Locust Grove in Orange County, Virginia — The American South (Mid-Atlantic)
The Battle of Payne’s Farm
“The Union soldiers came in sight of a road, along which the rebel baggage wagons and ambulances were being driven at a rapid rate, when they met with a firm resistance from the enemy in front.” — Regimental History, 1st Massachusetts Infantry, USA
The Battle of Payne’s Farm began at the intersection beyond the trees in front of you on the afternoon of November 27, 1863, as men of the Union III Corps met portions of Confederate Gen. Edward Johnson’s division. Even though pickets on both sides had encountered each other throughout the morning, neither side recognized the other as anything more than a small scouting party. That afternoon, as Johnson’s column was passing the intersection, however, Federal skirmishers in these woods fired upon the surprised Confederates on the Raccoon Ford Road to your
Gen. George H. Steuart, bringing up the Confederate rear, halted his brigade and quickly formed a line of battle in the road. On arriving and surveying the scene, Johnson ordered the rest of his division to countermarch to the scene of the action. It is unclear whether Johnson knew the full strength of the force he was facing, but it seemed to make no difference to him. In the woods and fields adjoining this intersection, one Confederate division confronted a Union army corps three times its size.
Erected 2011 by The Civil War Trust and Virginia Civil War Trails.
Topics and series. This historical marker is listed in this topic list: War, US Civil. In addition, it is included in the Virginia Civil War Trails series list.
Location. 38° 20.091′ N, 77° 49.822′ W. Marker is in Locust Grove, Virginia, in Orange County. Marker can be reached from Zoar Road (Virginia Route 611) near Indiantown Road (Virginia Route 603). Touch for map. Marker is at or near this postal address: 31334 Zoar Road, Locust Grove VA 22508, United States of America. Touch for directions.
Other nearby markers. At least 8 other markers are within walking distance of this marker. A different marker also named The Battle of Payne’s Farm (approx. 0.2 miles away); The Mine Run Campaign (approx. 0.2 miles away); a different marker also named The Mine Run Campaign The Battle of Payne’s Farm (approx. 0.2 miles away); a different marker also named The Battle of Payne’s Farm (approx. Ľ mile away); a different marker also named The Battle of Payne’s Farm (approx. 0.3 miles away); a different marker also named The Battle of Payne’s Farm (approx. 0.3 miles away); a different marker also named The Battle of Payne’s Farm (approx. 0.3 miles away). Touch for a list and map of all markers in Locust Grove.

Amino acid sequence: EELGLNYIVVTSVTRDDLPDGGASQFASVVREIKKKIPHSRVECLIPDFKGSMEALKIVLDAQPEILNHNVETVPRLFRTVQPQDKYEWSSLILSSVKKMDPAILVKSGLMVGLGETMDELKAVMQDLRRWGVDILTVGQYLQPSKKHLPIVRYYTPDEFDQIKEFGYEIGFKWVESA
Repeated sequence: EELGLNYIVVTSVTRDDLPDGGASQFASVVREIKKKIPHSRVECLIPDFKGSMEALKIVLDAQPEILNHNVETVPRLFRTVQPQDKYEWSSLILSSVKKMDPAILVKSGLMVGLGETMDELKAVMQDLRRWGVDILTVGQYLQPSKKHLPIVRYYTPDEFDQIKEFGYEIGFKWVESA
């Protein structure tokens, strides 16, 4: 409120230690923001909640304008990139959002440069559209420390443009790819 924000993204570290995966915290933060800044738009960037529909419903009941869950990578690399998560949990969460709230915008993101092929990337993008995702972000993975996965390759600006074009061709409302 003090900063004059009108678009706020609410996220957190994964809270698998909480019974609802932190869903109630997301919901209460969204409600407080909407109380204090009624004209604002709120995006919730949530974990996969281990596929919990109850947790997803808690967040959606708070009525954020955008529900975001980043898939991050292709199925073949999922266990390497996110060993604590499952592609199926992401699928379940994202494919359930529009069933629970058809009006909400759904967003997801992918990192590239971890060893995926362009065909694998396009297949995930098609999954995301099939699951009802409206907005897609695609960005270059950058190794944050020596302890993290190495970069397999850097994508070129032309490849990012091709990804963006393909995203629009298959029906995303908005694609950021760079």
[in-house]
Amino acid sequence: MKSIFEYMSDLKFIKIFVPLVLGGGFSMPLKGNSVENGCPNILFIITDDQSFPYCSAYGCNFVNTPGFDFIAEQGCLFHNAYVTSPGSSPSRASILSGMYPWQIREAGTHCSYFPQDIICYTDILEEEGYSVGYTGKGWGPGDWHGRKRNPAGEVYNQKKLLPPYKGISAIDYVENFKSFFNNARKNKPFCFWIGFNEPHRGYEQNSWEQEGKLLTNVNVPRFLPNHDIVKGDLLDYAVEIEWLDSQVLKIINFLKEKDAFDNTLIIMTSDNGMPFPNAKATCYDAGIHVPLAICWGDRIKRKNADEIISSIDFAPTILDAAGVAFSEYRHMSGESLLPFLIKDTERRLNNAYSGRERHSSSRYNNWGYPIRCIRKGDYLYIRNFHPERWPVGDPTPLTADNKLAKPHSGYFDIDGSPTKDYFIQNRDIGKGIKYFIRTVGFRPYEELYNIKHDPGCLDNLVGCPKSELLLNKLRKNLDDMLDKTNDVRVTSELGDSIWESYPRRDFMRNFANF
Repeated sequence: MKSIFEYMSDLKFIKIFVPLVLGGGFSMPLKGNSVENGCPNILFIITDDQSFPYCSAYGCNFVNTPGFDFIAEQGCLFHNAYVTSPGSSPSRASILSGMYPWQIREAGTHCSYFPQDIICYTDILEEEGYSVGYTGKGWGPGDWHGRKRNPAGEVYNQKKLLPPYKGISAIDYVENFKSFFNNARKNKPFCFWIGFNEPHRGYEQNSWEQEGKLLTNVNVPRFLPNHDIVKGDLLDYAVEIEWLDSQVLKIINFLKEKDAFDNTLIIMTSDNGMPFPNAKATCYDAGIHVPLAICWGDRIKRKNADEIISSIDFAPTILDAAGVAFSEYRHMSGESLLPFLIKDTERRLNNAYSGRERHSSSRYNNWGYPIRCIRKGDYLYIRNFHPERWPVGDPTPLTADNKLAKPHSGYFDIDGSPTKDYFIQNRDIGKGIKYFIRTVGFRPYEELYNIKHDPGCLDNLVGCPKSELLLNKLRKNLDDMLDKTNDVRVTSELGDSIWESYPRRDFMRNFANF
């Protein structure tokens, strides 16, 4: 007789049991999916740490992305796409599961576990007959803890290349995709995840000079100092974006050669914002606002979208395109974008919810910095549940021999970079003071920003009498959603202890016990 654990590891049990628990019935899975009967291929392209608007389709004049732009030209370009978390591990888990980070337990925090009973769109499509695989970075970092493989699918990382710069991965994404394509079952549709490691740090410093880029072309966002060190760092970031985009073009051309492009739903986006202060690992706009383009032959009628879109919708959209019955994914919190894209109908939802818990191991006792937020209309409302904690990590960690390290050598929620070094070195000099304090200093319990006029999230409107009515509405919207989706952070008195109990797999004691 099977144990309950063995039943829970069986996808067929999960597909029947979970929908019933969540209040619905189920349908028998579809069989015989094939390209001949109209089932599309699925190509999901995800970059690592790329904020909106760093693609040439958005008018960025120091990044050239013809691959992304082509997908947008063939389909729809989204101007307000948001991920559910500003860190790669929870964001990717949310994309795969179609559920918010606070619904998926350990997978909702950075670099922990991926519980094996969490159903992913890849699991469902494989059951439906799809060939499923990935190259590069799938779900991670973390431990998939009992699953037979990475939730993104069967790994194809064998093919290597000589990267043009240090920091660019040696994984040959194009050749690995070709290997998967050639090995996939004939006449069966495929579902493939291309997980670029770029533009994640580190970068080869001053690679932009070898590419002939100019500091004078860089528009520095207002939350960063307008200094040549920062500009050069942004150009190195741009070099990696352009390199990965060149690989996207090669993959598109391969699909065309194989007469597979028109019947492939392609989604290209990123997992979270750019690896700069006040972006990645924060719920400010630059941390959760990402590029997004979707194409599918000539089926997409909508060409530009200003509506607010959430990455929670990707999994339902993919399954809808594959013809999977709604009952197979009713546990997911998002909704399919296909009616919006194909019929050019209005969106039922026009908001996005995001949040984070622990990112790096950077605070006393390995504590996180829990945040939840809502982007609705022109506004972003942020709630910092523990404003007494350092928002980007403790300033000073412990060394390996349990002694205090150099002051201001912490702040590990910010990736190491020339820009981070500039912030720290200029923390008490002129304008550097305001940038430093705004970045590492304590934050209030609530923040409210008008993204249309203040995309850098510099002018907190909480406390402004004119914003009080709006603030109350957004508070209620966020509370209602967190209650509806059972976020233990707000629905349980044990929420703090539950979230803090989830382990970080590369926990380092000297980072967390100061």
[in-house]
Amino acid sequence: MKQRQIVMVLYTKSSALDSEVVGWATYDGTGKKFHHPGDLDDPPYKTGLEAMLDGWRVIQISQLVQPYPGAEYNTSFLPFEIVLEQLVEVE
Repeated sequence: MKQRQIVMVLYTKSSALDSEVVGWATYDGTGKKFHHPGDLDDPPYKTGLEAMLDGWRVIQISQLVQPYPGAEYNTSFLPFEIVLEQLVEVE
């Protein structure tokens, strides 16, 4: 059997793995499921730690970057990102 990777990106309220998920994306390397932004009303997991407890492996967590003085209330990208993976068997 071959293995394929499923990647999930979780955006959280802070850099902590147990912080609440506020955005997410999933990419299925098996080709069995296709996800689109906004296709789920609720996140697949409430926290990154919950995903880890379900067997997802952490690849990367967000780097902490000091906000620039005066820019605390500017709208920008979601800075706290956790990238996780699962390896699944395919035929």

More about this marker. On the lower left is a photograph with the caption, "Confederate Gen. George H. “Maryland” Steuart graduated near the bottom of his West Point class but amassed an impressive Civil War record. His boldness against a vastly superior force here at Payne’s Farm helped to stall the advance of the entire Union army. Miller’s Photographic History of the Civil War(1911)"
On the top right is a troop deployment map with the caption, "The Battle of Payne’s Farm began at the intersection in front of you when the advance of the Union III Corps fired upon the ambulances of Confederate Gen. Edward Johnson’s division."
On the right is a photograph with the caption, "Many of the roads in the Wilderness, including the Raccoon Ford Road along which the Battle of Payne’s Farm opened, were muddy and also had thick encroaching woods on both sides. Miller’s Photographic History of the Civil War (1911)"
Also see . . .
1. Mine Run. Civil War Trust (Submitted on June 6, 2011.)
2. Mine Run. CWSAC Battle Summary (Submitted on June 6, 2011.)
Credits. This page was last revised on May 31, 2019. It was originally submitted on June 6, 2011, by Bernard Fisher of Mechanicsville, Virginia. This page has been viewed 1,401 times since then and 27 times this year. Last updated on April 16, 2018, by Bradley Owen of Morgantown, West Virginia. Photos: 1, 2, 3, 4, 5. submitted on June 6, 2011, by Bernard Fisher of Mechanicsville, Virginia.